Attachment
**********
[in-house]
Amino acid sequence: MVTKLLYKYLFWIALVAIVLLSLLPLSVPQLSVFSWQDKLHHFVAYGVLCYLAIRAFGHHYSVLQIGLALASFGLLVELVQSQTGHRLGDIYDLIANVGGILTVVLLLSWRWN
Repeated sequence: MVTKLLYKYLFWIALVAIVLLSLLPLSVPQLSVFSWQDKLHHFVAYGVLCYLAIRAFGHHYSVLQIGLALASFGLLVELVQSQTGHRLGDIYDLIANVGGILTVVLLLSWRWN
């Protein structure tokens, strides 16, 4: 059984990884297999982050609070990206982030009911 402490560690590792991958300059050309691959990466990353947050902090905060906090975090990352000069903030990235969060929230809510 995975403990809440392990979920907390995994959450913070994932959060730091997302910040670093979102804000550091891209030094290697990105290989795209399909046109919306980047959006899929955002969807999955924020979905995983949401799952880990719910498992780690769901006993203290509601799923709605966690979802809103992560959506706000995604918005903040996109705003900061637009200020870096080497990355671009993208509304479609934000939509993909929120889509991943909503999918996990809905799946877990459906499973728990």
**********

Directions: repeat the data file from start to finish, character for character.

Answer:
[in-house]
Amino acid sequence: MVTKLLYKYLFWIALVAIVLLSLLPLSVPQLSVFSWQDKLHHFVAYGVLCYLAIRAFGHHYSVLQIGLALASFGLLVELVQSQTGHRLGDIYDLIANVGGILTVVLLLSWRWN
Repeated sequence: MVTKLLYKYLFWIALVAIVLLSLLPLSVPQLSVFSWQDKLHHFVAYGVLCYLAIRAFGHHYSVLQIGLALASFGLLVELVQSQTGHRLGDIYDLIANVGGILTVVLLLSWRWN
């Protein structure tokens, strides 16, 4: 059984990884297999982050609070990206982030009911 402490560690590792991958300059050309691959990466990353947050902090905060906090975090990352000069903030990235969060929230809510 995975403990809440392990979920907390995994959450913070994932959060730091997302910040670093979102804000550091891209030094290697990105290989795209399909046109919306980047959006899929955002969807999955924020979905995983949401799952880990719910498992780690769901006993203290509601799923709605966690979802809103992560959506706000995604918005903040996109705003900061637009200020870096080497990355671009993208509304479609934000939509993909929120889509991943909503999918996990809905799946877990459906499973728990």